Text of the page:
First Solar expects to generate $2.7 billion to $2.9 billion in annual sales and start adding 424 megawatts of annual production capacity in 2010.
The Tempe, Ariz.-based company (NSDQ: FSLR) sees Germany, its largest market, to continue to be a magnet for solar energy installations, especially for the first half of the year. Overall, First Solar anticipates the global demand for solar energy equipment to reach 7.5 gigawatts in 2010, said Robert Gillette, CEO of First Solar, in a meeting with analysts on Wednesday afternoon to discuss the company's 2010 outlook.
The discussion, broadcast over the web, represented the firs time Gillette helmed a public discussion of the company's finances and business plans since he took over the executive job in October this year. Michael Ahearn, who had been the CEO for a decade, stepped down to become executive chairman and focus on advancing solar-friendly policies.
Gillette and CFO Jens Meyerhoff highlighted the company's plan to expand manufacturing, which is critical for the company to stay competitive against rivals. Boosting the production capacity would enable First Solar to cut manufacturing costs and lowering the prices of its solar panels.
First Solar claims to be able to produce solar panels cheaper than just about anyone else worldwide, at 85 cents per watt. Selling its solar panels much more cheaply is necessary given that its chief rivals are those making solar panels that use materials that can convert sunlight into electricity at higher rates.
First Solar uses cadmium and tellurium for its solar cells while most of the major solar panel on the market today contain crystalline silicon cells. The company's chief competitors include Suntech Power, Yingli Green Energy and Sharp.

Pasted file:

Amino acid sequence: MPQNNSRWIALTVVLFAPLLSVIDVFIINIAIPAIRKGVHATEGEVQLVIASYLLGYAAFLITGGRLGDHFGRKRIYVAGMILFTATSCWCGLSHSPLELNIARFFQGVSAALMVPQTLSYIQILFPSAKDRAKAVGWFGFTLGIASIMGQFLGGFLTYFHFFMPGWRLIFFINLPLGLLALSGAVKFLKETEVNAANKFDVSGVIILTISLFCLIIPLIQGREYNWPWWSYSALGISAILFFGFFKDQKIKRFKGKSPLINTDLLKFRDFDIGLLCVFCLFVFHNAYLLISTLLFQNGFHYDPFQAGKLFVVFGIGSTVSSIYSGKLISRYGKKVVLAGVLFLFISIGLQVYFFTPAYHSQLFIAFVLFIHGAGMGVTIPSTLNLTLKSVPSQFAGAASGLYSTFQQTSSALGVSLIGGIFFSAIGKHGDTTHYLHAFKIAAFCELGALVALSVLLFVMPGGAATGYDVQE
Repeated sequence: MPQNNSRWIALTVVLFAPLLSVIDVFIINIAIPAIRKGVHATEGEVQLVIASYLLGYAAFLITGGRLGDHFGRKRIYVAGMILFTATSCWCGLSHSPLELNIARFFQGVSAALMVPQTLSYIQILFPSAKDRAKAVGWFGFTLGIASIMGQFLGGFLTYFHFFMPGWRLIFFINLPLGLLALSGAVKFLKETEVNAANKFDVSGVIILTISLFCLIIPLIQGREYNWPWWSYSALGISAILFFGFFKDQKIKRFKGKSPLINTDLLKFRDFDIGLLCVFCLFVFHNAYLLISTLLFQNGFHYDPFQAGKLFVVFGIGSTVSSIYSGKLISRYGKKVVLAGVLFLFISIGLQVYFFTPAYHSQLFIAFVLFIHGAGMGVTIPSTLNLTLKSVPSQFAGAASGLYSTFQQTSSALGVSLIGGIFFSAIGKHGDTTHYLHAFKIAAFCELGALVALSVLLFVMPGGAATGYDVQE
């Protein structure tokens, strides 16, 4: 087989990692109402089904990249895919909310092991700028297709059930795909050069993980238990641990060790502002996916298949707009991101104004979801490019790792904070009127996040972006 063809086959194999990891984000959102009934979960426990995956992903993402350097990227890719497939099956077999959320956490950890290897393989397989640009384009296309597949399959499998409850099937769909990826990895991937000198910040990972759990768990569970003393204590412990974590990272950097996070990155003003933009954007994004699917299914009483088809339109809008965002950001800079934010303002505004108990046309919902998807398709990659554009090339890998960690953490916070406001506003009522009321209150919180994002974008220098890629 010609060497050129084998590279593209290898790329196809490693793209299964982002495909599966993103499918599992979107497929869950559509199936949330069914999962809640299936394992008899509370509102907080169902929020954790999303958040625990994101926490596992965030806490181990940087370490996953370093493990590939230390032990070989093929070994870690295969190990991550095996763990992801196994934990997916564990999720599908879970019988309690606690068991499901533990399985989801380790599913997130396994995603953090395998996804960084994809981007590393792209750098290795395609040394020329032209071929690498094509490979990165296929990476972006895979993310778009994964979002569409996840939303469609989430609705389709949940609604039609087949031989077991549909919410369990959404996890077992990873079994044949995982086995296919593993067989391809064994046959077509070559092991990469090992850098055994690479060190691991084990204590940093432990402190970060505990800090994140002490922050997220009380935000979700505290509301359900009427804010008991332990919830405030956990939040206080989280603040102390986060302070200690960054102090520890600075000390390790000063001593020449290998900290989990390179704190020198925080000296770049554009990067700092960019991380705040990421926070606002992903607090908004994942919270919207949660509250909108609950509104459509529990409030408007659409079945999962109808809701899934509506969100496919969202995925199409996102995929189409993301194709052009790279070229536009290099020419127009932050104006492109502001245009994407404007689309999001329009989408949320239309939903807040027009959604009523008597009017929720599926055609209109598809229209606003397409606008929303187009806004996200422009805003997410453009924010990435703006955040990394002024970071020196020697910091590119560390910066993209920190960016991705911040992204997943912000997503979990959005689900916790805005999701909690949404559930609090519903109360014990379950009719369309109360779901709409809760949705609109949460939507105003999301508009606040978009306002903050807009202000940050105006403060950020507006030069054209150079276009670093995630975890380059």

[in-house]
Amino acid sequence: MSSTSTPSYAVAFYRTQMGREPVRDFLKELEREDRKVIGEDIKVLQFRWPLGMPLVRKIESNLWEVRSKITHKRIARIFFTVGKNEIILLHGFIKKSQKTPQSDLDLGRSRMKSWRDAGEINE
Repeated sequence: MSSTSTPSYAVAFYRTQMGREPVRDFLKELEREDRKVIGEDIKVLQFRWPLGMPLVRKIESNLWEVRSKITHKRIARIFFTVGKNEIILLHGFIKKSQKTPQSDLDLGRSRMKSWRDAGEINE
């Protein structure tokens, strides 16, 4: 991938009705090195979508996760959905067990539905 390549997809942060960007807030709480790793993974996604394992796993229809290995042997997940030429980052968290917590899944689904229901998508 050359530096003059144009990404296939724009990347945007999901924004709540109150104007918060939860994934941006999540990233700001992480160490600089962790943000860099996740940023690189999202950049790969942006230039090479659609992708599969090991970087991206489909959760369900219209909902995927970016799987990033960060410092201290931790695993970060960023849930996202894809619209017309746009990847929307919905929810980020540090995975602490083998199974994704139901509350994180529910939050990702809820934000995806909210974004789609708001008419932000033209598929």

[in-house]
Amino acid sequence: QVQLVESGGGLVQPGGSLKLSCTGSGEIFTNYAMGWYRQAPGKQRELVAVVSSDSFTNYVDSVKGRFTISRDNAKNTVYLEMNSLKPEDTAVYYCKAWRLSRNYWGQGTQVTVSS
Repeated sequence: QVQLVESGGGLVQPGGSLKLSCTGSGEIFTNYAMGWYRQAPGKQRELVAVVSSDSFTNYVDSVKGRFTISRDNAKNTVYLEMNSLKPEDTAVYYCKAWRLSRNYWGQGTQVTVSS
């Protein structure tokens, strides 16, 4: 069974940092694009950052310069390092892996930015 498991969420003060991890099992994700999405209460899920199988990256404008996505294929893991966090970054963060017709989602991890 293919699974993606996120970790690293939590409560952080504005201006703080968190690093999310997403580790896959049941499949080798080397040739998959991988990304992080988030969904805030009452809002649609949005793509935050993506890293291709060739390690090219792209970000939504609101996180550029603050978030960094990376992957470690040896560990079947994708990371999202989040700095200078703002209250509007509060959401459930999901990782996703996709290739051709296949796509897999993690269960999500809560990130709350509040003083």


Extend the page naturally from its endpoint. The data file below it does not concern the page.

First Solar already has nearly 1.3 gigawatts of annual production capacity. The company plans to spend $365 million to build 8 new production lines of 53 megawatts each in Malaysia next year, and expects to start rolling out panels from those new lines in the first half of 2011. It also plans to build a two-line factory in France, and expects to start manufacturing there starting in 2012.
Together, the 10 new lines would boost the company's capacity by about 48 percent from the current levels, the company said. The total capacity would reach 1.8 gigawatts by then.
Other solar panel makers that have achieved 1 gigawatt of annual manufacturing capacity include Suntech Power and Sharp (the factories include those for crystalline silicon and amorphous silicon solar panels).
First Solar previously discussed building a factory in China (see First Solar Inks 2GW Power Plant Deals in China). But that plan won't take shape until the demand from the emerging Chinese market improves, the company executives said Wednesday.
While outlining the company's expansion plan, Gillette also acknowledged that supply is likely to continue to exceed demand in 2010. Solar panel makers and their suppliers had built up a huge production fleets before the economy crashed and the demand for solar equipment fell dramatically, starting in the fourth quarter of 2008.
As a result, prices for solar panels have plummeted by as much as 50 percent, particularly for crystalline silicon solar panel makers (see Suntech to SolarWorld: Careful What You Wish For).
Market conditions improved in the second half of this year, when project financing began to flow again and developers flocked to Germany to take advantage of its policy to subsidize solar energy generation. The prices for solar panels fell between 30 percent and 50 percent over the past year, thus giving project developers a meatier return on their investments.
The German government is looking at cutting the subsidies by the middle of next year to reign in growth. This anticipated move would only spur developers to complete their projects before then (see Adjustable Rates for Germany's FIT).